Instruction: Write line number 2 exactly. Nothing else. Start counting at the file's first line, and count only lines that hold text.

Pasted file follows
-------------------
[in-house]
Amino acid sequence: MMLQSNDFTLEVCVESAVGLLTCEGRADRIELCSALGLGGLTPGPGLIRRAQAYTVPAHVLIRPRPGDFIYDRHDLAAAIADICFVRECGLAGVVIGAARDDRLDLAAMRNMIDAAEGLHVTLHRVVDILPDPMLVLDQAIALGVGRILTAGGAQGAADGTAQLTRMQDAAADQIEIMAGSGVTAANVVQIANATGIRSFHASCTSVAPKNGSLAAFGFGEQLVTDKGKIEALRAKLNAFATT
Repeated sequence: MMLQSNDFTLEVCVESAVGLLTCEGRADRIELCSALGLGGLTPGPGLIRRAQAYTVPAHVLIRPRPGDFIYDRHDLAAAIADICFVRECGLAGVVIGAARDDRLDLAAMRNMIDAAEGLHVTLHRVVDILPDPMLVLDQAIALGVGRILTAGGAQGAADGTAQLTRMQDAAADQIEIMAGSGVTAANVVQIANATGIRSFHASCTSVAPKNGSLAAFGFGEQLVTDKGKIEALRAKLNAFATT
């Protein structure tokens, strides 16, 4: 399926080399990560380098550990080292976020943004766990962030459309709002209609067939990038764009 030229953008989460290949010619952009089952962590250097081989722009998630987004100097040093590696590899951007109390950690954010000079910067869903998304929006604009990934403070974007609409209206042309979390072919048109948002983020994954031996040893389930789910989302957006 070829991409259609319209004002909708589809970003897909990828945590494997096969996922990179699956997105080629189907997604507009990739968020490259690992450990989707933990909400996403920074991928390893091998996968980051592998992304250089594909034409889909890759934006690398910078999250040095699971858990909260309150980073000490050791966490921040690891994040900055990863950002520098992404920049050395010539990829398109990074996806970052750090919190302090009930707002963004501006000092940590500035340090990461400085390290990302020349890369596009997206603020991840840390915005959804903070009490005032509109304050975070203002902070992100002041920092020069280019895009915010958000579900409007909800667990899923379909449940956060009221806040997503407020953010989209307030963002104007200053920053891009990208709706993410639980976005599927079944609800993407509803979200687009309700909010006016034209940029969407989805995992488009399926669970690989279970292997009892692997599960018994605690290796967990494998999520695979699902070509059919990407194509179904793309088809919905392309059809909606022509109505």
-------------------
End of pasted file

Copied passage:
Amino acid sequence: MMLQSNDFTLEVCVESAVGLLTCEGRADRIELCSALGLGGLTPGPGLIRRAQAYTVPAHVLIRPRPGDFIYDRHDLAAAIADICFVRECGLAGVVIGAARDDRLDLAAMRNMIDAAEGLHVTLHRVVDILPDPMLVLDQAIALGVGRILTAGGAQGAADGTAQLTRMQDAAADQIEIMAGSGVTAANVVQIANATGIRSFHASCTSVAPKNGSLAAFGFGEQLVTDKGKIEALRAKLNAFATT